R. v. Nikal

Supreme Court of Canada – [1996] 1 S.C.R. 1013

British Columbia Aboriginal rightsApplication of laws to AboriginalsIndian Act

Delivered on the same day as R. v. Lewis.

As in Lewis, the Court bases itself on the intention of the Crown to determine if the band has the right, or not, to regulate a waterway. Here, the Aboriginal won its case since the Court considered that even if the band could not regulate, the provincial regulation did not apply either since it infringed its aboriginal right to fish.


Does the fishing by-law adopted by the Band apply to the section of the Buckley River that crosses the reserve? Do the British Columbia Fishery Regulations and the requirement for Aboriginal people to have a fishing licence infringe on Nikal’s aboriginal right to fish for food as protected under section 35 (1) of the Constitution Act, 1982?


The fishing regulation of the Band cannot apply to the Buckley River, but the province’s regulation infringes Nikal’s aboriginal right to fish. He was acquitted (7 judges against 2).


Between: Jerry Benjamin Nikal

And: the Crown of Canada

Interveners: British Columbia, Alberta, the Alliance of Tribal Councils, Delgamuukw et al., the Fisheries Council of British Columbia, the Canadian National Railway Company, the BC Fisheries Survival Coalition and the BC Wildlife Federation


Nikal is a Wet’suwet’en Indian from the Moricetown Band and lives on Moricetown Reserve No. 1 in British Columbia. The Buckley River passes through the reserve.

In 1986, officials from the Department of Fisheries and Oceans saw the appellant fish salmon from the Buckley River. He was charged under section 4 (1) of the British Columbia Fishery (General) Regulations for fishing without a licence. Aboriginal people such as Nikal could apply for a free licence in order to fish in their most preferred manner.



Nikal: The licencing scheme infringed on his Aboriginal right to fish for food as protected by section 35 (1) of the Constitution Act, 1982 and was therefore inapplicable. The river is part of his reserve, thereby subjecting fishing to the band by-law.

The Crown: There was no infringement of Aboriginal rights in imposing the requirement of a licence for fishing and that conservation objectives would justify such an infringement, if there was one.

Decision of the lower courts

British Columbia Provincial Court (1989): Nikal is released from the charges since the Buckley River is within the reserve and therefore subject to the band’s by-law rather than the Fisheries Regulations.

Supreme Court of British Columbia (1990): The river is not part of the reserve and is thereby subject to the Fisheries Regulations. The licencing regime’s objective of conservation is legitimate. However, in the case of the Buckley River, the salmon stocks were healthy and the conservation objectives were not justifiable. The acquittal is maintained.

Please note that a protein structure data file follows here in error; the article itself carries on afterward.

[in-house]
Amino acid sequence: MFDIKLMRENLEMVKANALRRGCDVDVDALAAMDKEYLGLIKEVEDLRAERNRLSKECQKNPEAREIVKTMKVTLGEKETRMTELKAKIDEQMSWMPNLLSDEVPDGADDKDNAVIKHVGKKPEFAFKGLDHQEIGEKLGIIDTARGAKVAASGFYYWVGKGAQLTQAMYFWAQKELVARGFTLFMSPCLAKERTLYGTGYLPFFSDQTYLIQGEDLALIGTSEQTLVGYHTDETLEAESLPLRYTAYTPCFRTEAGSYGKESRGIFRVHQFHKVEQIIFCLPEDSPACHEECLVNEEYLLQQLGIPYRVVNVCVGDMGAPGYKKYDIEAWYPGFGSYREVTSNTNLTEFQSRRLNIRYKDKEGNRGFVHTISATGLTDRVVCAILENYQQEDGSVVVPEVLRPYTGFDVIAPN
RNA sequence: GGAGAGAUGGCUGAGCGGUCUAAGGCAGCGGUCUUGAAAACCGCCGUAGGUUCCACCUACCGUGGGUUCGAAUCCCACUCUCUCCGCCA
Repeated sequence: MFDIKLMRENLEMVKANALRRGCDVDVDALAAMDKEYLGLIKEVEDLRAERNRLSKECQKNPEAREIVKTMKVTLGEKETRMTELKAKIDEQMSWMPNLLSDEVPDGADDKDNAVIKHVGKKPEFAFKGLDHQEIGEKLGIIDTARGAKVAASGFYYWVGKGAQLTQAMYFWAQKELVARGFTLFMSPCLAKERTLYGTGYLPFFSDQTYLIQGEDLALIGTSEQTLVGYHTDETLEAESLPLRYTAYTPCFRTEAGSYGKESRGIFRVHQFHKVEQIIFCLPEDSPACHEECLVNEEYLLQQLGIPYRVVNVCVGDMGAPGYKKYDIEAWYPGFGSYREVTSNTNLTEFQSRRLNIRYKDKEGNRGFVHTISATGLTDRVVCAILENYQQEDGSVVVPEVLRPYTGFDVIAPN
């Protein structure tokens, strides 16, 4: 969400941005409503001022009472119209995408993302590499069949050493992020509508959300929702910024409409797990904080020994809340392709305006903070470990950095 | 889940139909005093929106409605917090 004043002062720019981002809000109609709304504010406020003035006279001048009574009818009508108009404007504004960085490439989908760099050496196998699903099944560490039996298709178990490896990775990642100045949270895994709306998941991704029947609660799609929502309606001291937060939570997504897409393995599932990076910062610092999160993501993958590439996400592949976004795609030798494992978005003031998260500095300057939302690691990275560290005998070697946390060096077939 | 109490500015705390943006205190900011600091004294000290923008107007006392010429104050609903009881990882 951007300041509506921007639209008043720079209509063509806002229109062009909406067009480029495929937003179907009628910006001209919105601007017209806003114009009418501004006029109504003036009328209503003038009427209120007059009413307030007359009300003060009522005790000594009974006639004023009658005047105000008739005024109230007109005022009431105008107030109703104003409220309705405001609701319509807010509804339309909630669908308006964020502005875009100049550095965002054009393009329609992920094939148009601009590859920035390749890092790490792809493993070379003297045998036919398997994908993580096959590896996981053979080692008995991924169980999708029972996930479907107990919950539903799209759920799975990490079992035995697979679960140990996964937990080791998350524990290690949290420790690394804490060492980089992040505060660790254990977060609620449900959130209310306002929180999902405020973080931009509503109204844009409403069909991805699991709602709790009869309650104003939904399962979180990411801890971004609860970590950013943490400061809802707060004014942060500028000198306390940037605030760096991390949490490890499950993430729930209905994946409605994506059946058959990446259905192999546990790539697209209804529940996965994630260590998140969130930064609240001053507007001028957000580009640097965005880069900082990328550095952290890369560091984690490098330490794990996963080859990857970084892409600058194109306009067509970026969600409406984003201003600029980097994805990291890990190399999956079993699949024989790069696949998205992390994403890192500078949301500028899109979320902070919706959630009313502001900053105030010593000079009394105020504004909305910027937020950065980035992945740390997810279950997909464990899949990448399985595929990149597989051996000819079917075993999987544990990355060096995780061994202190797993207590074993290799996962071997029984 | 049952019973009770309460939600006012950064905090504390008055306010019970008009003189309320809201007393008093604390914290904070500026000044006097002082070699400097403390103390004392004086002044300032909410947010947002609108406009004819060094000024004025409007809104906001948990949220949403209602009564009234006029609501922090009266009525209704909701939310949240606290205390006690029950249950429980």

British Columbia Court of Appeal (1993): There is no prima facie (at first sight) infringement of Aboriginal rights and the river coan not be considered to be part of the reserve.

Reasons for Judgement


Lamer, La Forest, Sopinka, Gonthier, Cory, Iacobucci, Major


An examination of the Crown’s fishing policy throughout the years shows that the band was never granted an exclusive fishery on the Buckley River. The facts showed a general intention on the part of the Crown to allot only land to the Moricetown Band and not river. Therefore, the Buckley River is not considered to be “on the reserve” and the band’s by-laws cannot legislate its use.

The evidence shows that Nikal’s aboriginal rights comprised the right to fish for food and for ceremonial purposes.

The requirement of a fishing licence is not derogatory, but some of the conditions of the fishing licence are infringements, including the restriction to fish for food only, the imposition of a fishing period on Aboriginal people, the requirement that the fish collected only be used by the fisherman or his family and the requirement that salmon be the only species allowed to be fished. Other conditions appear to contravene his Aboriginal right, like the predetermination of the ultimate consumer, the allowing of only selected uses for the fish (for food, or for ceremonial or religious purposes), the obligation to fish for steelhead and the determination of a fishing period.

The nature of the situation has to be considered. In this case, the Crown did not produce any evidence to convince the judge of its regulatory objectives. Hence, Nikal’s appeal is allowed.


See R. c. Lewis.

Related Cases

R. v. Lewis, [1996] 1 S.C.R. 921


Civil Code of Quebec, S.Q. 1991, c. 64, s. 918.

Department of Fisheries and Oceans. 2008. Aboriginal Fisheries Strategy (AFS). On-line. http://www.pac.dfo-mpo.gc.ca/tapd/afs_e.htm. Retrieved on June 1, 2010.

Hopley Scott and Susan Ross. 2009. Aboriginal Claims to Water Rights Grounded in the Principle Ad Medium Filum Aquae: Riparian Rights and the Winters Doctrine, in Journal of Environmental Law and Practice 19: 225-266.

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